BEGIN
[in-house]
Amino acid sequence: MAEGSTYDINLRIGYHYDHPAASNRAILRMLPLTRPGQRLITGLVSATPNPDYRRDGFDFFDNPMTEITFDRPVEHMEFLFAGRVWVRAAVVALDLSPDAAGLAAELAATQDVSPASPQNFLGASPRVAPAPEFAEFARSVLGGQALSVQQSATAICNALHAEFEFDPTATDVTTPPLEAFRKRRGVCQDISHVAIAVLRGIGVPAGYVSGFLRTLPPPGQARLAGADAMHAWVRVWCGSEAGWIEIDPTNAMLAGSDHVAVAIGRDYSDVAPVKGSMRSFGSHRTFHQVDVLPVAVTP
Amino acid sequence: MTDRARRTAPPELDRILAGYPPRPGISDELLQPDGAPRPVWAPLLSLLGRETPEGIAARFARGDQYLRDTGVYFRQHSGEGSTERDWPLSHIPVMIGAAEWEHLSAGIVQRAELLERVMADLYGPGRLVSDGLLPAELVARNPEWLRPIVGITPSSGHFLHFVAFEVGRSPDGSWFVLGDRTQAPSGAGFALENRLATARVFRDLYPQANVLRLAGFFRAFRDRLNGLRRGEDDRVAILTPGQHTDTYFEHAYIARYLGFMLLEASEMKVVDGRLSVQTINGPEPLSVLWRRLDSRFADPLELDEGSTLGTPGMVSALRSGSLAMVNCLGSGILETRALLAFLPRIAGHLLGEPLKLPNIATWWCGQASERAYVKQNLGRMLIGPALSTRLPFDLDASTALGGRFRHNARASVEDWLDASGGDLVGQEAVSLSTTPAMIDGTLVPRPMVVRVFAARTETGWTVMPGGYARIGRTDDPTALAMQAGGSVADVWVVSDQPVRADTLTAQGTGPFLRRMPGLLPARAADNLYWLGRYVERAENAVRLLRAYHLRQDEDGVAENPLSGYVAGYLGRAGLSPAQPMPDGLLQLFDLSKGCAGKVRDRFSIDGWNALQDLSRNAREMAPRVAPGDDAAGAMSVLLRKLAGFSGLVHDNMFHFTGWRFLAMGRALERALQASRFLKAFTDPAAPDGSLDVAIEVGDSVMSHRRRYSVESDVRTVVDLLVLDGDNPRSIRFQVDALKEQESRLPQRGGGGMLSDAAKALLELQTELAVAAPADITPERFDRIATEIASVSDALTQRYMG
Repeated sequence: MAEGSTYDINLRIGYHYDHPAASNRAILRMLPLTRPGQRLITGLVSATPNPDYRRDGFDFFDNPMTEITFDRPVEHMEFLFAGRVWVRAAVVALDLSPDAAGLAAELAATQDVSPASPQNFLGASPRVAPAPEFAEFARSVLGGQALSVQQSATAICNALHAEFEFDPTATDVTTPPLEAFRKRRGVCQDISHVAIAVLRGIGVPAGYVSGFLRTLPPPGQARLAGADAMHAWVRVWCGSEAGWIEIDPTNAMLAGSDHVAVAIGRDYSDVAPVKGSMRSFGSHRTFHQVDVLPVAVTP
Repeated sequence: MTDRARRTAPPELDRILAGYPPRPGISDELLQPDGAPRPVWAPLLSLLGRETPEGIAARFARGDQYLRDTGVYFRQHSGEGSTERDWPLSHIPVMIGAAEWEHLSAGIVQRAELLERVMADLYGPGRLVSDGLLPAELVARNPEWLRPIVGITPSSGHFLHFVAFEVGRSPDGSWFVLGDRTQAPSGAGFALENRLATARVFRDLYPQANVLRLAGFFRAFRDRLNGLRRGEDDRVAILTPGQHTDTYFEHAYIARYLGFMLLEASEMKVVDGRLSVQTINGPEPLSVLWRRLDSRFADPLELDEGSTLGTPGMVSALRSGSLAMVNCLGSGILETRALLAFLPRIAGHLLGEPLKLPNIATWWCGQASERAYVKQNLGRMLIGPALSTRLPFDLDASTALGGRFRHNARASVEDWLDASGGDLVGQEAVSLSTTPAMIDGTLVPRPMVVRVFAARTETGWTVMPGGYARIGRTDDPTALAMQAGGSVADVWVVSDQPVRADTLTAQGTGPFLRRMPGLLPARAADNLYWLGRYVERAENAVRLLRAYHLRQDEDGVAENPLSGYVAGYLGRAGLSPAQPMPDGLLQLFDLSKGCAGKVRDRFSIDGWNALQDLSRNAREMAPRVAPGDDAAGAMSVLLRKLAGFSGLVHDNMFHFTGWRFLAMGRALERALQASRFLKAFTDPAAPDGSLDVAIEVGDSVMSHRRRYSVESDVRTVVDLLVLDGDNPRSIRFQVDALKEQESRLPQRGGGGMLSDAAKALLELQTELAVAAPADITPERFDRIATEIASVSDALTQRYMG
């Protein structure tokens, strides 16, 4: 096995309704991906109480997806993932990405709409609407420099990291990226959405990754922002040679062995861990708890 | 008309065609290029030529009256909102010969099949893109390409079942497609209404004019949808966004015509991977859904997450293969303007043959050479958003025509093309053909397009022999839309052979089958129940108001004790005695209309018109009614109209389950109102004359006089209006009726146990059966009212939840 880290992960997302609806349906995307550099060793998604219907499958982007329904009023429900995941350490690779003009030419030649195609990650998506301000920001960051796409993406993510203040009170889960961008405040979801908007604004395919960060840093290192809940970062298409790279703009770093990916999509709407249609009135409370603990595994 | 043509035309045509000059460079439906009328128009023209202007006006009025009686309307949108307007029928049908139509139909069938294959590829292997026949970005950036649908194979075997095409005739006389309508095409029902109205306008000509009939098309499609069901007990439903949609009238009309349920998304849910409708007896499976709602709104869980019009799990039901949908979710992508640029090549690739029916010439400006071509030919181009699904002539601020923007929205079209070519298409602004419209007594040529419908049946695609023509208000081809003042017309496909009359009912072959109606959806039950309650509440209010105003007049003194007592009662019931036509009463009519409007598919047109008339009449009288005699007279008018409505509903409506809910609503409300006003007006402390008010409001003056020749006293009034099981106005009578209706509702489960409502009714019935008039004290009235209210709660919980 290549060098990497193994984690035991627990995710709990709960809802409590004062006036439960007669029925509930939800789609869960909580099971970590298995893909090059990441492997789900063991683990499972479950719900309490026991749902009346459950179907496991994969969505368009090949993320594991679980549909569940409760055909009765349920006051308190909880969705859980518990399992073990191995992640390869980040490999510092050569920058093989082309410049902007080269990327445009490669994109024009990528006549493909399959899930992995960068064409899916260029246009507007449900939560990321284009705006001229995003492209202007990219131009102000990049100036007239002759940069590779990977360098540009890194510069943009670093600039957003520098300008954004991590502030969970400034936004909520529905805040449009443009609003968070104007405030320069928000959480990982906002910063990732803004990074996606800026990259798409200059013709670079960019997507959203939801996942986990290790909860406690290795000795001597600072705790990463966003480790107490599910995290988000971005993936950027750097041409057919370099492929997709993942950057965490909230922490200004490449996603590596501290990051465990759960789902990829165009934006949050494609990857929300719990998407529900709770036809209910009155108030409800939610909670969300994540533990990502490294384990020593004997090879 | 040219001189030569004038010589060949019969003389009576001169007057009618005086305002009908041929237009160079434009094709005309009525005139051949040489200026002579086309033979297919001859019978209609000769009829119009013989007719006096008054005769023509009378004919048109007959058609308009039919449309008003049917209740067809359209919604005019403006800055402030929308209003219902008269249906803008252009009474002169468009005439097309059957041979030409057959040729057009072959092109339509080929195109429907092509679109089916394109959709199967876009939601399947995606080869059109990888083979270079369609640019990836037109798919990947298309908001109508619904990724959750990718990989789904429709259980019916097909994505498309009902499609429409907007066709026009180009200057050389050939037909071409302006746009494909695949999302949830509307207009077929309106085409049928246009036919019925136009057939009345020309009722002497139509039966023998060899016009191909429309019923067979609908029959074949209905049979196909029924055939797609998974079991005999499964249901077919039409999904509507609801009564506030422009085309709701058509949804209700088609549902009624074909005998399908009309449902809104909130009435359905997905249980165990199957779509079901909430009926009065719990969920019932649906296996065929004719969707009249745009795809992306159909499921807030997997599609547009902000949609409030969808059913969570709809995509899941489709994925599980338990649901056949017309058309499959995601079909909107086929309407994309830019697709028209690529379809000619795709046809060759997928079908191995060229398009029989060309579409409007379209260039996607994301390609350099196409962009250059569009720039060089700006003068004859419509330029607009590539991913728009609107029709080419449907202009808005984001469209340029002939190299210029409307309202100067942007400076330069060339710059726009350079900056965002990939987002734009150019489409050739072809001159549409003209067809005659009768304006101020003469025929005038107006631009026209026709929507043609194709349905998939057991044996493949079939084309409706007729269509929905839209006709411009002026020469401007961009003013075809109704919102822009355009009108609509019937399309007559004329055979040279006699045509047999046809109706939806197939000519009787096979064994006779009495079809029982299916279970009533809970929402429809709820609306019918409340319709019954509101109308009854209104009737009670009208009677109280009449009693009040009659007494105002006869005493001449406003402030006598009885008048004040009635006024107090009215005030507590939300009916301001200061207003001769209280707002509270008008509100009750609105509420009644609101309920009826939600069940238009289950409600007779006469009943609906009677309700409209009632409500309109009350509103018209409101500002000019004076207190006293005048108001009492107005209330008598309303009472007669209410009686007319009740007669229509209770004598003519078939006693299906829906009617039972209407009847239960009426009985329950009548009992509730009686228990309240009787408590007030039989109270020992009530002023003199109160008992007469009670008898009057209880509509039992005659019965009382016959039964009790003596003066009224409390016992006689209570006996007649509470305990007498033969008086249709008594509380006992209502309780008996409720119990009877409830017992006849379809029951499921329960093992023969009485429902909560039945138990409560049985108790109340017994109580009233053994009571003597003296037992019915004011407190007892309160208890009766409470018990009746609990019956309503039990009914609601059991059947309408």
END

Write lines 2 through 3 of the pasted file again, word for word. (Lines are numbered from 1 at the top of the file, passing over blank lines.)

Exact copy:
Amino acid sequence: MAEGSTYDINLRIGYHYDHPAASNRAILRMLPLTRPGQRLITGLVSATPNPDYRRDGFDFFDNPMTEITFDRPVEHMEFLFAGRVWVRAAVVALDLSPDAAGLAAELAATQDVSPASPQNFLGASPRVAPAPEFAEFARSVLGGQALSVQQSATAICNALHAEFEFDPTATDVTTPPLEAFRKRRGVCQDISHVAIAVLRGIGVPAGYVSGFLRTLPPPGQARLAGADAMHAWVRVWCGSEAGWIEIDPTNAMLAGSDHVAVAIGRDYSDVAPVKGSMRSFGSHRTFHQVDVLPVAVTP
Amino acid sequence: MTDRARRTAPPELDRILAGYPPRPGISDELLQPDGAPRPVWAPLLSLLGRETPEGIAARFARGDQYLRDTGVYFRQHSGEGSTERDWPLSHIPVMIGAAEWEHLSAGIVQRAELLERVMADLYGPGRLVSDGLLPAELVARNPEWLRPIVGITPSSGHFLHFVAFEVGRSPDGSWFVLGDRTQAPSGAGFALENRLATARVFRDLYPQANVLRLAGFFRAFRDRLNGLRRGEDDRVAILTPGQHTDTYFEHAYIARYLGFMLLEASEMKVVDGRLSVQTINGPEPLSVLWRRLDSRFADPLELDEGSTLGTPGMVSALRSGSLAMVNCLGSGILETRALLAFLPRIAGHLLGEPLKLPNIATWWCGQASERAYVKQNLGRMLIGPALSTRLPFDLDASTALGGRFRHNARASVEDWLDASGGDLVGQEAVSLSTTPAMIDGTLVPRPMVVRVFAARTETGWTVMPGGYARIGRTDDPTALAMQAGGSVADVWVVSDQPVRADTLTAQGTGPFLRRMPGLLPARAADNLYWLGRYVERAENAVRLLRAYHLRQDEDGVAENPLSGYVAGYLGRAGLSPAQPMPDGLLQLFDLSKGCAGKVRDRFSIDGWNALQDLSRNAREMAPRVAPGDDAAGAMSVLLRKLAGFSGLVHDNMFHFTGWRFLAMGRALERALQASRFLKAFTDPAAPDGSLDVAIEVGDSVMSHRRRYSVESDVRTVVDLLVLDGDNPRSIRFQVDALKEQESRLPQRGGGGMLSDAAKALLELQTELAVAAPADITPERFDRIATEIASVSDALTQRYMG